Phylogenomics Talk at UC Berkeley by J. A. Eisen
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Phylogenomics Talk at UC Berkeley by J. A. Eisen

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Talk at UC Berkeley by Jonathan Eisen from UC Davis

Talk at UC Berkeley by Jonathan Eisen from UC Davis

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Phylogenomics Talk at UC Berkeley by J. A. Eisen Phylogenomics Talk at UC Berkeley by J. A. Eisen Presentation Transcript

  • Phylogenomics and the Diversity and Diversification of Microbes Jonathan A. Eisen UC Davis UC Berkeley Talk February 3, 2011Monday, February 14, 2011
  • My Obsessions Jonathan A. Eisen UC Davis UC Berkeley Talk February 3, 2011Monday, February 14, 2011
  • Monday, February 14, 2011
  • Social Networking in ScienceHOME PAGE MY TIMES TODAYS PAPER VIDEO MOST POPULAR TIMES TOPICS Welcome, fcollins Member Center Log OutSunday, April 1, 2007 HealthWORLD U.S. N.Y. / REGION BUSINESS TECHNOLOGY SCIENCE HEALTH SPORTS OPINION ARTS STYLE TRAVEL JOBS REAL ESTATE AUTOS FITNESS & NUTRITION HEALTH CARE POLICY MENTAL HEALTH & BEHAVIORScientist Reveals Secret of the Ocean: Its HimBy NICHOLAS WADEPublished: April 1, 2007 PRINT nytimes.com/sportsMaverick scientist J. Craig Venter has done it again. It was just a few years SINGLE-PAGEago that Dr. Venter announced that the human genome sequenced by Celera SAVEGenomics was in fact, mostly his own. And now, Venter has revealed a second SHAREtwist in his genomic self-examination. Venter was discussing his Global SHAREOcean Voyage, in which he used his personal yacht to collect ocean watersamples from around the world. He then used large filtration units to collect How good is your bracket? Compare your tournament picks to choices from members of The New York Times sportsmicrobes from the water samples which were then brought back to his high desk and other players.tech lab in Rockville, MD where he used the same methods that were used to Also in Sports: The Bracket Blog - all the news leading up to the Finalsequence the human genome to study the genomes of the 1000s of ocean Fourdwelling microbes found in each sample. In discussing the sampling methods, Venter let slip his Bats Blog: Spring training updates Play Magazine: How to build a super athletelatest attack on the standards of science – some of the samples were in fact not from the ocean, butwere from microbial habitats in and on his body.“The human microbiome is the next frontier,” Dr. Venter said. “The ocean voyage was just a cover.My main goal has always been to work on the microbes that live in and on people. And now that mygenome is nearly complete, why not use myself as the model for human microbiome studies as well.”It is certainly true that in the last few years, the microbes that live in and on people have become ahot research topic. So hot that the same people who were involved in the race to sequence the humangenome have been involved in this race too. Francis Collins, Venter main competitor and still the Monday, February 14, 2011director of the National Human Genome Research Institute (NHGRI), recently testified before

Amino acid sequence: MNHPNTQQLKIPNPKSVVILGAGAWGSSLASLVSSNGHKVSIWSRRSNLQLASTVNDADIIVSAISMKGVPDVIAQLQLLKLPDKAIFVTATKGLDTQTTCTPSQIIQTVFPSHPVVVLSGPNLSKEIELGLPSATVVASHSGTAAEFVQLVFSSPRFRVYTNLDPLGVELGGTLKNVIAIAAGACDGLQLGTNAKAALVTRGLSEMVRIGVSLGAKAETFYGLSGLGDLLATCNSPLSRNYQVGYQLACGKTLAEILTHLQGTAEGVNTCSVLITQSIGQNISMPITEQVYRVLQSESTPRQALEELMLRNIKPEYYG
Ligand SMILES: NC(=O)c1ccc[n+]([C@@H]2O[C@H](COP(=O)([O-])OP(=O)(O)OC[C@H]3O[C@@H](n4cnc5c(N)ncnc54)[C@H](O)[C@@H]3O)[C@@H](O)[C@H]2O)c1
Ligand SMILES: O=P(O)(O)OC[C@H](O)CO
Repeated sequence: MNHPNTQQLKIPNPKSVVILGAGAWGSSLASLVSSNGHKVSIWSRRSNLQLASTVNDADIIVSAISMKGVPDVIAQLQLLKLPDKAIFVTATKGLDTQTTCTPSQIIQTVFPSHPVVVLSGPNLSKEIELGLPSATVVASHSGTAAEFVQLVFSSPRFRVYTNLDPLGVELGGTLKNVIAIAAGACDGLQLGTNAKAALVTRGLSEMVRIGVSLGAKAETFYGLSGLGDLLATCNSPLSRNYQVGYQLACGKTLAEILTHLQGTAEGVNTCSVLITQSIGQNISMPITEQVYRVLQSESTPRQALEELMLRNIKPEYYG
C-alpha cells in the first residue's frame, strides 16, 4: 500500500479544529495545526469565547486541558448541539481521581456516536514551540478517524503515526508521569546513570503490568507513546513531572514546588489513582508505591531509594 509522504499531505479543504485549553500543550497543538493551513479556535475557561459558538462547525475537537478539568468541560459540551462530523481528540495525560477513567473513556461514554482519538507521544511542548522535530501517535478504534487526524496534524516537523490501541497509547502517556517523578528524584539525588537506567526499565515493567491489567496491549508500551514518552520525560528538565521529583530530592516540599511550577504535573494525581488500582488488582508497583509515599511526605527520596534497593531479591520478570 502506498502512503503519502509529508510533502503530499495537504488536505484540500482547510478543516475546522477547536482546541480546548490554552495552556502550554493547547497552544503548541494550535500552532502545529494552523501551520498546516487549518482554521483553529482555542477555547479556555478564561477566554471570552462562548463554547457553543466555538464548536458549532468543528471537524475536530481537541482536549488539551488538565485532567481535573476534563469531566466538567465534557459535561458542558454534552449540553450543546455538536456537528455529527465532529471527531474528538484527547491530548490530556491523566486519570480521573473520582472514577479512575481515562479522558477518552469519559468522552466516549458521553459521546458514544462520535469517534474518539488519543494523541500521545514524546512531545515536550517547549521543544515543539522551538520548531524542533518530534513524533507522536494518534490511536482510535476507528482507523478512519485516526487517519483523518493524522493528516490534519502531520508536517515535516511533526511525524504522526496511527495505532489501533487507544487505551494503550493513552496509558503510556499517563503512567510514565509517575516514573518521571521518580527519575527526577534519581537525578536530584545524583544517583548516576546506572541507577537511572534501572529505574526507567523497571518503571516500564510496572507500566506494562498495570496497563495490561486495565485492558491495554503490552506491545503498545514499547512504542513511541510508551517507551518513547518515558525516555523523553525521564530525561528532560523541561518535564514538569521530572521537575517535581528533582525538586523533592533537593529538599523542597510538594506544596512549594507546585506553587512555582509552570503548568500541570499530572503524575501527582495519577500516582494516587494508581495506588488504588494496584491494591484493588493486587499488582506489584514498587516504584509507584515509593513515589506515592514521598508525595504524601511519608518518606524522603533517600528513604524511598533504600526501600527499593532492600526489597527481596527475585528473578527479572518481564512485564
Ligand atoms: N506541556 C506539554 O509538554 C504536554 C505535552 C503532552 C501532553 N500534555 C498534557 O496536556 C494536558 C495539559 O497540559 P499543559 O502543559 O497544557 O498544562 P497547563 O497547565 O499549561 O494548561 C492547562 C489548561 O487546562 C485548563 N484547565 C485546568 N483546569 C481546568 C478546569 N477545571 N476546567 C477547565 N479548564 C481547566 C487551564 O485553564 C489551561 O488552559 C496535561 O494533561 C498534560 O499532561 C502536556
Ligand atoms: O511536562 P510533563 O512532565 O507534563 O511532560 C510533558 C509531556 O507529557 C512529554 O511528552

• Bacterial evolveMonday, February 14, 2011
  • Phylogenomics of NoveltyMonday, February 14, 2011
  • Phylogenomics of Novelty Mechanisms of Origin of New FunctionsMonday, February 14, 2011
  • Phylogenomics of Novelty Mechanisms of Variation in Origin of New Mechanisms: Functions Patterns, Causes and EffectsMonday, February 14, 2011
  • Phylogenomics of Novelty Mechanisms of Variation in Origin of New Mechanisms: Functions Patterns, Causes and Effects Species EvolutionMonday, February 14, 2011
  • Phylogenomics of Novelty • How does novelty originate? • Major categories of processes • From within • De novo invention • Simple substitutions • Duplication and divergence • Domain shuffling • Small & large rearrangements • Regulatory changes • From outside • Lateral gene transfer • SymbiosesMonday, February 14, 2011